“What the chemistry would be like between these folks is hard to have predicted. I think he probably thought they were creative and would figure things out when placed in a situation where they would have to spontaneously develop new creative thoughts. And his intuition about musicians has always been remarkable.”

(4) What do you consider that group’s finest music?

“That’s really hard to pin down, it was such a work in process at all stages. I think that Sony has released some wonderful examples, from the two “Live At The Fillmore” gigs as the band was becoming more electric and expansive in its sound and collective improvisation. The unedited box set from around 2014 is just remarkable. Then the set from the fall 1969 European tour is fabulous as well. There is some wonderful video of Chick Corea reaching the edge of what he could play on the Fender Rhodes and moving to a second drum kit, and Chick and Jack trading instruments. They are excellent players on both instruments. Any band that was free to generate their music by this intuitive collective improvisational process would have great moments and weaker ones during gigs, so listening all the way through these gigs is quite a fascinating process,”

(5) How would you rate the Lost group’s music as compared to his other great ensembles, and do you think it holds up favorably?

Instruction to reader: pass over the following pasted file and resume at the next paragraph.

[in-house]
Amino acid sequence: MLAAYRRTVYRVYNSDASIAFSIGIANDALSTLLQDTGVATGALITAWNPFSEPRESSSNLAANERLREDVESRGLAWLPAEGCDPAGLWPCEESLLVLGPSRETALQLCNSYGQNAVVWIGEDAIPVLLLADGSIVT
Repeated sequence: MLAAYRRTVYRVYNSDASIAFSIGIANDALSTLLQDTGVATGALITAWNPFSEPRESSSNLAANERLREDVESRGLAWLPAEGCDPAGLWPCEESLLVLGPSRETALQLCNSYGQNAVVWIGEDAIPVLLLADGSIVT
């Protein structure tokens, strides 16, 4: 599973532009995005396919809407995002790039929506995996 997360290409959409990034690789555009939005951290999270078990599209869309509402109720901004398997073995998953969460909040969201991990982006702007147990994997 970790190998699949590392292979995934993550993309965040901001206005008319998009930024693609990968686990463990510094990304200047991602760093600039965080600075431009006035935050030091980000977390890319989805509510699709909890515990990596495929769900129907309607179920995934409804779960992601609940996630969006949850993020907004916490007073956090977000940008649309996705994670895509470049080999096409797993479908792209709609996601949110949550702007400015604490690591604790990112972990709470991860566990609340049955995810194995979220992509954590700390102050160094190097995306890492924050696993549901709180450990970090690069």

“I don’t think comparing the Lost Quintet to Miles’ other ensembles is unfair, but it don’t think it is possible. They are all so different. While working on this book I had to really look closely at their process orientation; how the sense of ensemble unfolded over time, so the pairings first of Chick and Jack, then Chick and Dave, which was a tremendous musical highlight of Miles’ bands. And Wayne Shorter was always sailing in fascinating ways. But I’ve really come to appreciate the Lost Quintet, particularly as it makes its transition towards more collective, intuitive music and close listening structures. My particular favorites are the first sections in “Live at The Plugged Nickel” (“Do I Hear A Bell”) and the 1967 Pans concert as Wayne Shorter’s solo begins on “Masquarelo,” and you can hear each musician thinking on their feet, testing out ideas that then shape each other’s next move.”